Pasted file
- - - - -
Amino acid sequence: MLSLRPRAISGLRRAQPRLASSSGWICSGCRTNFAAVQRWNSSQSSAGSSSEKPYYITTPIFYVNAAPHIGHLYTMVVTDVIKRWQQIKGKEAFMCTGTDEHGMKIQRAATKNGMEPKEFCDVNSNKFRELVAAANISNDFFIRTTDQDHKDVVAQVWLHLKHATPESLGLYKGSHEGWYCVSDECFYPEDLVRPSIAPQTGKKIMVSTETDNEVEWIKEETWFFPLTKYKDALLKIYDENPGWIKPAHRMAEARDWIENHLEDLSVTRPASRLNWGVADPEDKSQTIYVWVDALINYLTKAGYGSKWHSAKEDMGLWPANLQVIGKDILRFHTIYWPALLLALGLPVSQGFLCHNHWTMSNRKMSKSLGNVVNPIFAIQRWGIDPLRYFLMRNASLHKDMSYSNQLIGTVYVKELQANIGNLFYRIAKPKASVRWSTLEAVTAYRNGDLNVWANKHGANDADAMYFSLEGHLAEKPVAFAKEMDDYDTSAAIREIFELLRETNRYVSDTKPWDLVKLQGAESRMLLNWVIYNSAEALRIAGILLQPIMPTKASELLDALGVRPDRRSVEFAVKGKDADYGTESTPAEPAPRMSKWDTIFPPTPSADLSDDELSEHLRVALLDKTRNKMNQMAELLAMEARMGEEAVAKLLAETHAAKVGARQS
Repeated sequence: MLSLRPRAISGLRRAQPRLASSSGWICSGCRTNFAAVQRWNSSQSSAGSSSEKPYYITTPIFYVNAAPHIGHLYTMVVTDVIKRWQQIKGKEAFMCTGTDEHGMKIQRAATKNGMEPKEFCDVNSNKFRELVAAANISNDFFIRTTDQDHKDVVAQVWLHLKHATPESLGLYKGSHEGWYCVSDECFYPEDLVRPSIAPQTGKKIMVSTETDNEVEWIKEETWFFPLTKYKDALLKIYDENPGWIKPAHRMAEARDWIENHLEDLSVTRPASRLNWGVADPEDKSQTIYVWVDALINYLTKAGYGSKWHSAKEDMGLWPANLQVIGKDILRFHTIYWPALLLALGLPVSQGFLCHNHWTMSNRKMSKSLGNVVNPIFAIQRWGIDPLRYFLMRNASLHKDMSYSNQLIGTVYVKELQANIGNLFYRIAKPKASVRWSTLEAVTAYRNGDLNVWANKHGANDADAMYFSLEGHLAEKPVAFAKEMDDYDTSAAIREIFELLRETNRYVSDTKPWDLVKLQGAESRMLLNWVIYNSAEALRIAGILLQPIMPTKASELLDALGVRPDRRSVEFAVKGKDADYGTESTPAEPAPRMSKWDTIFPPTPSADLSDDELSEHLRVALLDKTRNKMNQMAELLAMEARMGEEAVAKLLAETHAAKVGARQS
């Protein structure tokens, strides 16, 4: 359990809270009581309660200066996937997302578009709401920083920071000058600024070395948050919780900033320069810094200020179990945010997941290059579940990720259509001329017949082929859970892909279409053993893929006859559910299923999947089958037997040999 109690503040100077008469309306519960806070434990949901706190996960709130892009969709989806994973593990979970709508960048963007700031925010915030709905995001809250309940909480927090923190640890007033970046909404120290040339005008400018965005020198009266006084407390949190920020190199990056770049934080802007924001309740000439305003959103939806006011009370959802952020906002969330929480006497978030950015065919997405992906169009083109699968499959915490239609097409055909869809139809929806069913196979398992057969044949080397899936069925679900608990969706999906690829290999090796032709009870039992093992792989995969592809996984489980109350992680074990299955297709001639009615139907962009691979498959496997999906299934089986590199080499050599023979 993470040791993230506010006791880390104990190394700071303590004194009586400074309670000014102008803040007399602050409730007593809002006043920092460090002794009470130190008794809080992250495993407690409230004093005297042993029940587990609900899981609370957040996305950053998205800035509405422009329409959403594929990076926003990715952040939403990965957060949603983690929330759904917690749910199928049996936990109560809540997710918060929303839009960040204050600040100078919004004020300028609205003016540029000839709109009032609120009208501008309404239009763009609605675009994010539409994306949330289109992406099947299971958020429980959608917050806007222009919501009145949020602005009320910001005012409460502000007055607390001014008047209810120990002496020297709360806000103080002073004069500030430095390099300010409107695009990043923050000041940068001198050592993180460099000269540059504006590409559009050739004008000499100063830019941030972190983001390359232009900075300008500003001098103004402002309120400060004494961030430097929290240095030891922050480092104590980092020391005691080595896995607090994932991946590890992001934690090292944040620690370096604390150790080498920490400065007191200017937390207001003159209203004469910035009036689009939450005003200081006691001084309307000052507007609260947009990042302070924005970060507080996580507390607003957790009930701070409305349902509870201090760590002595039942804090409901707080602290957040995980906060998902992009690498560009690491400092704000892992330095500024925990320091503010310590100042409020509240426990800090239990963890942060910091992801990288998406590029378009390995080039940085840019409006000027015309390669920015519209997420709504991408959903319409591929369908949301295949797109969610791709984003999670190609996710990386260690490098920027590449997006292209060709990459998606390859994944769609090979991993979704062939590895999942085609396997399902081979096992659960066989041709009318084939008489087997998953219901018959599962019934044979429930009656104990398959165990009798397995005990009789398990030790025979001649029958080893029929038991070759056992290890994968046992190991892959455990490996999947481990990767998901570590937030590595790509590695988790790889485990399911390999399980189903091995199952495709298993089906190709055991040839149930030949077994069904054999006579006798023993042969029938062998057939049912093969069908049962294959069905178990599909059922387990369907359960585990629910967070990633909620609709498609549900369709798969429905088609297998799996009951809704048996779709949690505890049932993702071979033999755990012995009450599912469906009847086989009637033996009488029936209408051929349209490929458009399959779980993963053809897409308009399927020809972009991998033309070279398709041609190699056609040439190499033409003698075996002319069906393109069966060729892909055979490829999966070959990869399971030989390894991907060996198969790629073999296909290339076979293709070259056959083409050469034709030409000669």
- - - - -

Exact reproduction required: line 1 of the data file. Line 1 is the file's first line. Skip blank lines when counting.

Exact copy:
Amino acid sequence: MLSLRPRAISGLRRAQPRLASSSGWICSGCRTNFAAVQRWNSSQSSAGSSSEKPYYITTPIFYVNAAPHIGHLYTMVVTDVIKRWQQIKGKEAFMCTGTDEHGMKIQRAATKNGMEPKEFCDVNSNKFRELVAAANISNDFFIRTTDQDHKDVVAQVWLHLKHATPESLGLYKGSHEGWYCVSDECFYPEDLVRPSIAPQTGKKIMVSTETDNEVEWIKEETWFFPLTKYKDALLKIYDENPGWIKPAHRMAEARDWIENHLEDLSVTRPASRLNWGVADPEDKSQTIYVWVDALINYLTKAGYGSKWHSAKEDMGLWPANLQVIGKDILRFHTIYWPALLLALGLPVSQGFLCHNHWTMSNRKMSKSLGNVVNPIFAIQRWGIDPLRYFLMRNASLHKDMSYSNQLIGTVYVKELQANIGNLFYRIAKPKASVRWSTLEAVTAYRNGDLNVWANKHGANDADAMYFSLEGHLAEKPVAFAKEMDDYDTSAAIREIFELLRETNRYVSDTKPWDLVKLQGAESRMLLNWVIYNSAEALRIAGILLQPIMPTKASELLDALGVRPDRRSVEFAVKGKDADYGTESTPAEPAPRMSKWDTIFPPTPSADLSDDELSEHLRVALLDKTRNKMNQMAELLAMEARMGEEAVAKLLAETHAAKVGARQS